US Secret Service agents face investigation for Colombian sex scandal

Thursday, April 19, 2012

The beaches of Cartagena, Colombia with the Hotel Caribe in the background.
Image: FreddySampayo.

US Senator Susan Collins said Tuesday US Secret Service agents and US military personnel in Cartagena, Colombia engaged around 21 Colombian women in the prostitution sex scandal last week.

In addition to the eleven US Secret Service agents currently under investigation, the US military doubled the target of its review from five to ten of its own members, all of whom were at Hotel Caribe in Cartagena. The investigated Secret Service agents have had their security clearances suspended during the investigation period, and are on administrative leave. Mark Sullivan, director of the Secret Service agency, is in charge of the investigation.

Senator Collins said she was worried that the agents could have been compromised in ways that might have harmed the president’s security, such as being bugged.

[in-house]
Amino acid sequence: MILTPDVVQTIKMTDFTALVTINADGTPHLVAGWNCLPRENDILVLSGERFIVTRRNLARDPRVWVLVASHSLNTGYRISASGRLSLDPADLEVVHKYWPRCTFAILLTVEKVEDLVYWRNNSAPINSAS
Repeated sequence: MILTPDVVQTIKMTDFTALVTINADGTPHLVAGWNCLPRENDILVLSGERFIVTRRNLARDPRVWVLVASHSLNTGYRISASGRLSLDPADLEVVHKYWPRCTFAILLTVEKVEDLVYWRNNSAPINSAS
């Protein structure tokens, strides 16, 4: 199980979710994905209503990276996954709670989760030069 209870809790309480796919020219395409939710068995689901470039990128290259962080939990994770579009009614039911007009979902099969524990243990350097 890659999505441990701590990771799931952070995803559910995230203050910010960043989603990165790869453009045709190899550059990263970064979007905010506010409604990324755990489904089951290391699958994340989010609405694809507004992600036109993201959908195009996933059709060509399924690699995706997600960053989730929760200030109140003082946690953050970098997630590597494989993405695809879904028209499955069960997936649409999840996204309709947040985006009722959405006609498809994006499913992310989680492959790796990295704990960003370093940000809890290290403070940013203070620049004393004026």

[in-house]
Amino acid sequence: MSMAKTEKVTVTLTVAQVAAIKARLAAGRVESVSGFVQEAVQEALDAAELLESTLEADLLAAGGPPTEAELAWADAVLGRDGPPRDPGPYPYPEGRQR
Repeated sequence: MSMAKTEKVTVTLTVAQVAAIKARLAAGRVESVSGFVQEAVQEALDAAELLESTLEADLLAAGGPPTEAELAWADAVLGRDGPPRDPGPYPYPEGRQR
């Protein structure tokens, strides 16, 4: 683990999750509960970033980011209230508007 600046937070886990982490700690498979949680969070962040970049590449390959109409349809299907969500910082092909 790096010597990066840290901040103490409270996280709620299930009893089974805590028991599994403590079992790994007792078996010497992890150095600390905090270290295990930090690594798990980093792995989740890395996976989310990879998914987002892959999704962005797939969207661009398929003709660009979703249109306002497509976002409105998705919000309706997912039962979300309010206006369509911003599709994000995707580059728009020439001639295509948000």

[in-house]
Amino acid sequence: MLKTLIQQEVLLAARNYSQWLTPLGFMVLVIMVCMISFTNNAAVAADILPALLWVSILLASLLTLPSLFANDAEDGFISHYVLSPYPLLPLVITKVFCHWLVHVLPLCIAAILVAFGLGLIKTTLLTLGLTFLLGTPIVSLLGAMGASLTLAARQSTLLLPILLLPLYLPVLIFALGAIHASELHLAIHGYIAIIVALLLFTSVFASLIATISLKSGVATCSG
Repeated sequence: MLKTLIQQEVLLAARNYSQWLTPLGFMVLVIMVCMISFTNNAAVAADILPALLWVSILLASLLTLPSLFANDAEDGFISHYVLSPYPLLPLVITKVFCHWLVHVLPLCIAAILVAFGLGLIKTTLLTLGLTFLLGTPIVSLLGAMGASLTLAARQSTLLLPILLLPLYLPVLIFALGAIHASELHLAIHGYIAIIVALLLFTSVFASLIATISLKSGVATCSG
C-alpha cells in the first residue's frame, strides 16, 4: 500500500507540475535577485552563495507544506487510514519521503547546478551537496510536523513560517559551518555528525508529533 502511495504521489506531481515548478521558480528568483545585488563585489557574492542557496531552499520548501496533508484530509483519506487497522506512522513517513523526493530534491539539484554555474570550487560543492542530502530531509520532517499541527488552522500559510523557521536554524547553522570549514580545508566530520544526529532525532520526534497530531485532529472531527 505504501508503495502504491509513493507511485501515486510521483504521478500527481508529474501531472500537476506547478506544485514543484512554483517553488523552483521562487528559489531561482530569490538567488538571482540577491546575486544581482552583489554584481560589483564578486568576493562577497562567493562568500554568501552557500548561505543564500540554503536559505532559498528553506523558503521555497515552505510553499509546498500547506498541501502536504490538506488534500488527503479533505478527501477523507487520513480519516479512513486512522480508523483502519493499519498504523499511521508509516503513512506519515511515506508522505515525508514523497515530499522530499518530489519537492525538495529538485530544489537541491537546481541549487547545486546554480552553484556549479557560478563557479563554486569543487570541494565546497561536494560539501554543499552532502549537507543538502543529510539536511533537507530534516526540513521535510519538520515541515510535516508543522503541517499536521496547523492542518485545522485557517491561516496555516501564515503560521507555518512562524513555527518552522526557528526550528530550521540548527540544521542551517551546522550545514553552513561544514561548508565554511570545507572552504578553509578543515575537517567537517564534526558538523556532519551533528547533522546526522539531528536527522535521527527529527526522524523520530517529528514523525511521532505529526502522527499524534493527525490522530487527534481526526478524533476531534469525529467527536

The sex scandal has overshadowed President Barack Obama's trip to Colombia last Friday where he went primarily to discuss trade issues at the Summit of the Americas, but the President expressed his confidence that the internal investigation would be "thorough" and "rigorous".

Speaking for the military, Army General Martin Dempsey, chairman of the Joint Chiefs of Staff, said on Monday the military had been "embarrassed" and had not served the president well during the trip.

A manager at the Hotel Caribe first alerted the police after women had stayed in the Secret Service agents' rooms past the hotel's time limit for guests, according to US House of Representatives member Peter King. Guests are required to leave identification with the hotel while on the premises, and the policy of the hotel is that guests must leave by 7 in the morning. At least five military members missed their curfew and were at the same hotel where the incident with the agents took place.